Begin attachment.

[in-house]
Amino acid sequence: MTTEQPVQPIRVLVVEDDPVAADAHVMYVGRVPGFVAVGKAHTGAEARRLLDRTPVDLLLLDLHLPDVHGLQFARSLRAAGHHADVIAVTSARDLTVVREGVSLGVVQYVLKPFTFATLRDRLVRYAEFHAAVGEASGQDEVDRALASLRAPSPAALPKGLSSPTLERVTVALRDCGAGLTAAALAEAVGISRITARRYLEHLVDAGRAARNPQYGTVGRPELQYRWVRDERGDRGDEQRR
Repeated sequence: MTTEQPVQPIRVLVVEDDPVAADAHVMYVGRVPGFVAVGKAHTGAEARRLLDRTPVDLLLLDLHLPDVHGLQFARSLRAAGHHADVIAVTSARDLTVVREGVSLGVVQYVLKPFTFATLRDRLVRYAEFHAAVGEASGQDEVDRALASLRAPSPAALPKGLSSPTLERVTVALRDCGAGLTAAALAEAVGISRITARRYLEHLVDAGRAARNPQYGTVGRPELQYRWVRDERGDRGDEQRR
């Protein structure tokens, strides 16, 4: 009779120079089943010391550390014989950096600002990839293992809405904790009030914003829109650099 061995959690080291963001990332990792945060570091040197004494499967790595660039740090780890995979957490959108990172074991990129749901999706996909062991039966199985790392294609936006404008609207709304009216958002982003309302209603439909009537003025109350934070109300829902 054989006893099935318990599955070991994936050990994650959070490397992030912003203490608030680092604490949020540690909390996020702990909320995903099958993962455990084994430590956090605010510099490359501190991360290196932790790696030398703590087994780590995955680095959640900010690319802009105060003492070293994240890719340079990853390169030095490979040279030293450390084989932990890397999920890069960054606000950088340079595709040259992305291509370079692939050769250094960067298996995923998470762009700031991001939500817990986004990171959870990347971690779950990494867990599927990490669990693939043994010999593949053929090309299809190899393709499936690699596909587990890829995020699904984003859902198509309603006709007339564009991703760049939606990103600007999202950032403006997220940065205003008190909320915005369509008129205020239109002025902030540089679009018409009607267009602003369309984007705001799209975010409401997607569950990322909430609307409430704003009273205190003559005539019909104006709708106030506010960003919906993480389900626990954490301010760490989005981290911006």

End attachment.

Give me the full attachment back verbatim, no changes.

[in-house]
Amino acid sequence: MTTEQPVQPIRVLVVEDDPVAADAHVMYVGRVPGFVAVGKAHTGAEARRLLDRTPVDLLLLDLHLPDVHGLQFARSLRAAGHHADVIAVTSARDLTVVREGVSLGVVQYVLKPFTFATLRDRLVRYAEFHAAVGEASGQDEVDRALASLRAPSPAALPKGLSSPTLERVTVALRDCGAGLTAAALAEAVGISRITARRYLEHLVDAGRAARNPQYGTVGRPELQYRWVRDERGDRGDEQRR
Repeated sequence: MTTEQPVQPIRVLVVEDDPVAADAHVMYVGRVPGFVAVGKAHTGAEARRLLDRTPVDLLLLDLHLPDVHGLQFARSLRAAGHHADVIAVTSARDLTVVREGVSLGVVQYVLKPFTFATLRDRLVRYAEFHAAVGEASGQDEVDRALASLRAPSPAALPKGLSSPTLERVTVALRDCGAGLTAAALAEAVGISRITARRYLEHLVDAGRAARNPQYGTVGRPELQYRWVRDERGDRGDEQRR
């Protein structure tokens, strides 16, 4: 009779120079089943010391550390014989950096600002990839293992809405904790009030914003829109650099 061995959690080291963001990332990792945060570091040197004494499967790595660039740090780890995979957490959108990172074991990129749901999706996909062991039966199985790392294609936006404008609207709304009216958002982003309302209603439909009537003025109350934070109300829902 054989006893099935318990599955070991994936050990994650959070490397992030912003203490608030680092604490949020540690909390996020702990909320995903099958993962455990084994430590956090605010510099490359501190991360290196932790790696030398703590087994780590995955680095959640900010690319802009105060003492070293994240890719340079990853390169030095490979040279030293450390084989932990890397999920890069960054606000950088340079595709040259992305291509370079692939050769250094960067298996995923998470762009700031991001939500817990986004990171959870990347971690779950990494867990599927990490669990693939043994010999593949053929090309299809190899393709499936690699596909587990890829995020699904984003859902198509309603006709007339564009991703760049939606990103600007999202950032403006997220940065205003008190909320915005369509008129205020239109002025902030540089679009018409009607267009602003369309984007705001799209975010409401997607569950990322909430609307409430704003009273205190003559005539019909104006709708106030506010960003919906993480389900626990954490301010760490989005981290911006």